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Among Friends, June/July 2012

We Are in Use

As we were putting the final touches on this issue of Friends Journal, nearly a thousand Friends from around the world were gathering together at Kabarak University near Nakuru, Kenya, for the Sixth World Conference of Friends, an event organized by Friends World Committee for Consultation. What makes us Friends?—faith, practice, or community. No doubt this question was on the minds, if not the lips, of many of those in attendance.

We who call ourselves Quakers come in a dizzying array of varieties. We are outspoken, soft‐spoken, evangelical, quietist, Bible‐loving, Bible‐phobic, Christian, nontheist, liberal, conservative, unprogrammed, and programmed. We span the spectra of gender and sexual orientation. We worship in silence. We worship in song. If one were on the outside looking in, it would be easy to suggest that there’s no there there: that there’s no unifying property (certainly no creed we’d agree upon), that the center cannot hold, or that there is no center. And yet…

I believe that there is a center: our shared belief in the possibility and reality of direct spiritual inspiration in each one of us. Furthermore, we recognize that this belief has implications for our interactions with other fellow humans. As John Fitzgerald, a Sixth World Conference participant from Scotland, wrote on his blog of the Kenya gathering: “It felt like God was using us to teach one another.”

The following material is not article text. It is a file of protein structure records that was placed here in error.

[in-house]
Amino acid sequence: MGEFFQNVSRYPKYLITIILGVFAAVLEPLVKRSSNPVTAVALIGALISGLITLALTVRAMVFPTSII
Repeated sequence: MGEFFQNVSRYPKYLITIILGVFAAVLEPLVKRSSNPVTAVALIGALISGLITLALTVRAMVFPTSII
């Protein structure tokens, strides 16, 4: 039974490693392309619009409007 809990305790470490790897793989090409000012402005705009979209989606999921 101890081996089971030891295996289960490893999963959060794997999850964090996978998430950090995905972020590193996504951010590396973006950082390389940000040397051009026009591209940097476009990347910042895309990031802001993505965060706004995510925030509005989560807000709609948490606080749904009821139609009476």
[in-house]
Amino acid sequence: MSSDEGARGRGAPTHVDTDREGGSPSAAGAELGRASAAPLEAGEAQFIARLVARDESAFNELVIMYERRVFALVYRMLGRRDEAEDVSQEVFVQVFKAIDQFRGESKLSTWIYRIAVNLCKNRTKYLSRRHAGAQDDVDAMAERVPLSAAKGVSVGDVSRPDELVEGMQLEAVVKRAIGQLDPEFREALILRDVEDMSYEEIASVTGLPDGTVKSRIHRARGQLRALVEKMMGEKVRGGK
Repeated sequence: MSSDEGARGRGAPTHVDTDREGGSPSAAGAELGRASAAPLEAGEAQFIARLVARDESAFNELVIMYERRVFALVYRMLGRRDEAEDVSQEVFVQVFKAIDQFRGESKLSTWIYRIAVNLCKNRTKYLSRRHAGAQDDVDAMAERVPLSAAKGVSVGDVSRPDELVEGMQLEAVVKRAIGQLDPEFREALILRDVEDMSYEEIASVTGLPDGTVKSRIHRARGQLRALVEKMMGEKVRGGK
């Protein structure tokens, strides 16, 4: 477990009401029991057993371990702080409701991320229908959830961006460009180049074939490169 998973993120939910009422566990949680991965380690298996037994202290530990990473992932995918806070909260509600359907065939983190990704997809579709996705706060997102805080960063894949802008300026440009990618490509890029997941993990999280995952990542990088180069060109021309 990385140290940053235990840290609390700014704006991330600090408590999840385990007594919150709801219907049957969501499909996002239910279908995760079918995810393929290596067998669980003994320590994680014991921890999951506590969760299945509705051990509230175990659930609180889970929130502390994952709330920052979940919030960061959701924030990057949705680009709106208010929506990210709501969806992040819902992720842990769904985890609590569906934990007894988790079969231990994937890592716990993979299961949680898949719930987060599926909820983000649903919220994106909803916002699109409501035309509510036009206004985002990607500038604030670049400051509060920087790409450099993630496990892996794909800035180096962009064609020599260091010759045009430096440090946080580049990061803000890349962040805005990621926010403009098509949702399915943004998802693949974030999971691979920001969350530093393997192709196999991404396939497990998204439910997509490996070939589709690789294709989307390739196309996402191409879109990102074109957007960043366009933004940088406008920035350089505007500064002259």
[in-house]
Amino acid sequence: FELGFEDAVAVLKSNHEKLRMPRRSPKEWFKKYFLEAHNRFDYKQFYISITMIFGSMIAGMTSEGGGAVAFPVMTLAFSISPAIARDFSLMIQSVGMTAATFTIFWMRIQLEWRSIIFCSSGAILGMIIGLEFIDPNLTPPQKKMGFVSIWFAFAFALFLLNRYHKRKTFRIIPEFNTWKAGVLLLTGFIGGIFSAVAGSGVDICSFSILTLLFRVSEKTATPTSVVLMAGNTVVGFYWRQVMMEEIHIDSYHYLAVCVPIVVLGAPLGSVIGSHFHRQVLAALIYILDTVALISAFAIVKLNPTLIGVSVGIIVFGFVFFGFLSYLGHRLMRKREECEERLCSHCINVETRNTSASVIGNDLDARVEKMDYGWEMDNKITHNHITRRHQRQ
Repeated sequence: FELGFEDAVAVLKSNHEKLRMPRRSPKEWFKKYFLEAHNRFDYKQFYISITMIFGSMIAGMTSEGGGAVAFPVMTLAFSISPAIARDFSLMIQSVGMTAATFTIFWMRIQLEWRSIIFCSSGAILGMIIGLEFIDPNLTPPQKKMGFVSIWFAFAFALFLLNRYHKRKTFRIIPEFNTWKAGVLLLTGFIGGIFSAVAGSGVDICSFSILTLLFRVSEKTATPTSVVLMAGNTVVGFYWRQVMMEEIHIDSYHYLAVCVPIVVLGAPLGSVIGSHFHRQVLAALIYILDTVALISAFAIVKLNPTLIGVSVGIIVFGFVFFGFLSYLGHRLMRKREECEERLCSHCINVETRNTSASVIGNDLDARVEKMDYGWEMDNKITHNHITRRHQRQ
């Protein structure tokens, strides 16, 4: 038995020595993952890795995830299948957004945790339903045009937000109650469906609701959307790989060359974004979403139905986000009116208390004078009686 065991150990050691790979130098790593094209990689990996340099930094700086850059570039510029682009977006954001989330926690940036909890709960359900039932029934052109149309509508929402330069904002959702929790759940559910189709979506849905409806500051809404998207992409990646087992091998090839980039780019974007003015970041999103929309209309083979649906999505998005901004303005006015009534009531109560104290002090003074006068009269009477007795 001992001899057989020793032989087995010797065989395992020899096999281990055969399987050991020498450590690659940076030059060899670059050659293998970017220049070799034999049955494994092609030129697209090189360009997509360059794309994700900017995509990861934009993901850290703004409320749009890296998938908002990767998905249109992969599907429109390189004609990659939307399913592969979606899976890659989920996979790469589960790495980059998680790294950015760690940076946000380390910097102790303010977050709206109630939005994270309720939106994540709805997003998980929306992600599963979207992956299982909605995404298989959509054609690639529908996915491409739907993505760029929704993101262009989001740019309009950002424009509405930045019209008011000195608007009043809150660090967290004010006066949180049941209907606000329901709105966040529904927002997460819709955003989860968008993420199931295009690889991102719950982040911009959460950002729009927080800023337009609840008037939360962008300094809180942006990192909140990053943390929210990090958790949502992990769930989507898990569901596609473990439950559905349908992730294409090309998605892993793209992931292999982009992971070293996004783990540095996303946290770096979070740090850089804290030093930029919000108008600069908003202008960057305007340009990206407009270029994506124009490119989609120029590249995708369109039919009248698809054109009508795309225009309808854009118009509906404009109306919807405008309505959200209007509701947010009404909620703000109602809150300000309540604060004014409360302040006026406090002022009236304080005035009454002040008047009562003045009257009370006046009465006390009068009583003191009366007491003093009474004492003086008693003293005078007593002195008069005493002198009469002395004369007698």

We want our Quaker spiritual community to be a place where listening to God and listening to one another are not two different things. If anything, we are united in our willingness to listen. When we are on our best spiritual behavior, we are attuned: we are radically open and listening, whether we be speaking, singing, or silent.

Here’s something that is sad but true: sometimes listening to one another does not seem to draw us closer. This is happening right now in Indiana, as Stephen W. Angell describes (p. 13). In the feature that accompanies Angell’s piece, Douglas C. Bennett tackles the divisive issue of homosexuality, which is at the root of Indiana Yearly Meeting’s slow‐motion schism. As Bennett sees it, the controversy over homosexuality has the potential to bring us together, if we can make a concerted effort to listen and speak to one another using a common language.

We’re pleased to have contributions in this issue from Quakers from North Pacific Yearly Meeting, Northwest Yearly Meeting, Freedom Friends Church, Intermountain Yearly Meeting, Indiana Yearly Meeting, Ohio Valley Yearly Meeting, Wilmington Yearly Meeting, Lake Erie Yearly Meeting, Evangelical Friends Church Eastern Region, Baltimore Yearly Meeting, Philadelphia Yearly Meeting, New England Yearly Meeting, and an independent Friends worship group in Mexico in international membership under the care of FWCC. The contributors include several Quaker bloggers and one Quaker logger. I hope you’ll enjoy reading the words of these diverse Friends as much as I did. Share them with those in your community. Let’s keep this conversation going; we are in use.

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